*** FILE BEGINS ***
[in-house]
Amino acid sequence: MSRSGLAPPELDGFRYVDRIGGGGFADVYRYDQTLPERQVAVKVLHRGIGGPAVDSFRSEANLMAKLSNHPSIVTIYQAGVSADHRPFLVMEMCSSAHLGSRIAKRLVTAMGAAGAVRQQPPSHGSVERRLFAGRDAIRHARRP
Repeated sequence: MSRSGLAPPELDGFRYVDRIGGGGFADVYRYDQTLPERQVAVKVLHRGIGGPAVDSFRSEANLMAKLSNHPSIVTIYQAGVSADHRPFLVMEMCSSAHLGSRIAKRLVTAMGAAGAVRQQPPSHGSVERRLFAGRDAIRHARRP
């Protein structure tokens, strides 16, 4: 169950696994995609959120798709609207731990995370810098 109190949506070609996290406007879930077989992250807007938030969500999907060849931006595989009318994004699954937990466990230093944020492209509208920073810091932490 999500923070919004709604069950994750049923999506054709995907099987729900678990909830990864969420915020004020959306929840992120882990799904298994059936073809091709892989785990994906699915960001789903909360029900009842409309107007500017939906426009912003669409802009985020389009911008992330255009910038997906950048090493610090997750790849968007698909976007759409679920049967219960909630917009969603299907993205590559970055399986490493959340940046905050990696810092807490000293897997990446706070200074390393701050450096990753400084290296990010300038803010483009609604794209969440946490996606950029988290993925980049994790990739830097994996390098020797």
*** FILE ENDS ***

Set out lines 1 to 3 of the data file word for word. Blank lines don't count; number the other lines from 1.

[in-house]
Amino acid sequence: MSRSGLAPPELDGFRYVDRIGGGGFADVYRYDQTLPERQVAVKVLHRGIGGPAVDSFRSEANLMAKLSNHPSIVTIYQAGVSADHRPFLVMEMCSSAHLGSRIAKRLVTAMGAAGAVRQQPPSHGSVERRLFAGRDAIRHARRP
Repeated sequence: MSRSGLAPPELDGFRYVDRIGGGGFADVYRYDQTLPERQVAVKVLHRGIGGPAVDSFRSEANLMAKLSNHPSIVTIYQAGVSADHRPFLVMEMCSSAHLGSRIAKRLVTAMGAAGAVRQQPPSHGSVERRLFAGRDAIRHARRP